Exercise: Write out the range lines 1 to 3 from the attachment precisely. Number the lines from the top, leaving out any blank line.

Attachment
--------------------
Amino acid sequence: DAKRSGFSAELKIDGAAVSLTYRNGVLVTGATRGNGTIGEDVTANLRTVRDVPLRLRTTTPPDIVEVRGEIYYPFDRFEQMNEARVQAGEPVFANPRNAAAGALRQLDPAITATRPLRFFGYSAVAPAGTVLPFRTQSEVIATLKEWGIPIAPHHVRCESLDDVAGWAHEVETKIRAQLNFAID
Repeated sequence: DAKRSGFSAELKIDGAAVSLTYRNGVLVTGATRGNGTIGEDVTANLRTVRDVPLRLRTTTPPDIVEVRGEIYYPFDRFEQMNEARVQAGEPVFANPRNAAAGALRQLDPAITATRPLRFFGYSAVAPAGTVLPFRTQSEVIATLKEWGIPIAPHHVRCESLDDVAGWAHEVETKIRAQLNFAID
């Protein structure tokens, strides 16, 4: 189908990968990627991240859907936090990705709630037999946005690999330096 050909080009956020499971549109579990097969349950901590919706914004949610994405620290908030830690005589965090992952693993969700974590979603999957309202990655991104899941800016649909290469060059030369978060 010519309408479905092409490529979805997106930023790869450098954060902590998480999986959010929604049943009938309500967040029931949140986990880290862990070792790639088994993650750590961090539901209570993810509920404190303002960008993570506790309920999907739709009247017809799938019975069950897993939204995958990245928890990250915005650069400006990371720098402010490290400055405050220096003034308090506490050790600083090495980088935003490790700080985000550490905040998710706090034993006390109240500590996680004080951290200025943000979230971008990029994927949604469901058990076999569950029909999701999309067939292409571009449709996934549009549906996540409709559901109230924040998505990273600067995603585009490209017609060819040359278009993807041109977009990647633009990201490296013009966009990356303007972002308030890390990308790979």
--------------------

Amino acid sequence: DAKRSGFSAELKIDGAAVSLTYRNGVLVTGATRGNGTIGEDVTANLRTVRDVPLRLRTTTPPDIVEVRGEIYYPFDRFEQMNEARVQAGEPVFANPRNAAAGALRQLDPAITATRPLRFFGYSAVAPAGTVLPFRTQSEVIATLKEWGIPIAPHHVRCESLDDVAGWAHEVETKIRAQLNFAID
Repeated sequence: DAKRSGFSAELKIDGAAVSLTYRNGVLVTGATRGNGTIGEDVTANLRTVRDVPLRLRTTTPPDIVEVRGEIYYPFDRFEQMNEARVQAGEPVFANPRNAAAGALRQLDPAITATRPLRFFGYSAVAPAGTVLPFRTQSEVIATLKEWGIPIAPHHVRCESLDDVAGWAHEVETKIRAQLNFAID
């Protein structure tokens, strides 16, 4: 189908990968990627991240859907936090990705709630037999946005690999330096 050909080009956020499971549109579990097969349950901590919706914004949610994405620290908030830690005589965090992952693993969700974590979603999957309202990655991104899941800016649909290469060059030369978060 010519309408479905092409490529979805997106930023790869450098954060902590998480999986959010929604049943009938309500967040029931949140986990880290862990070792790639088994993650750590961090539901209570993810509920404190303002960008993570506790309920999907739709009247017809799938019975069950897993939204995958990245928890990250915005650069400006990371720098402010490290400055405050220096003034308090506490050790600083090495980088935003490790700080985000550490905040998710706090034993006390109240500590996680004080951290200025943000979230971008990029994927949604469901058990076999569950029909999701999309067939292409571009449709996934549009549906996540409709559901109230924040998505990273600067995603585009490209017609060819040359278009993807041109977009990647633009990201490296013009966009990356303007972002308030890390990308790979």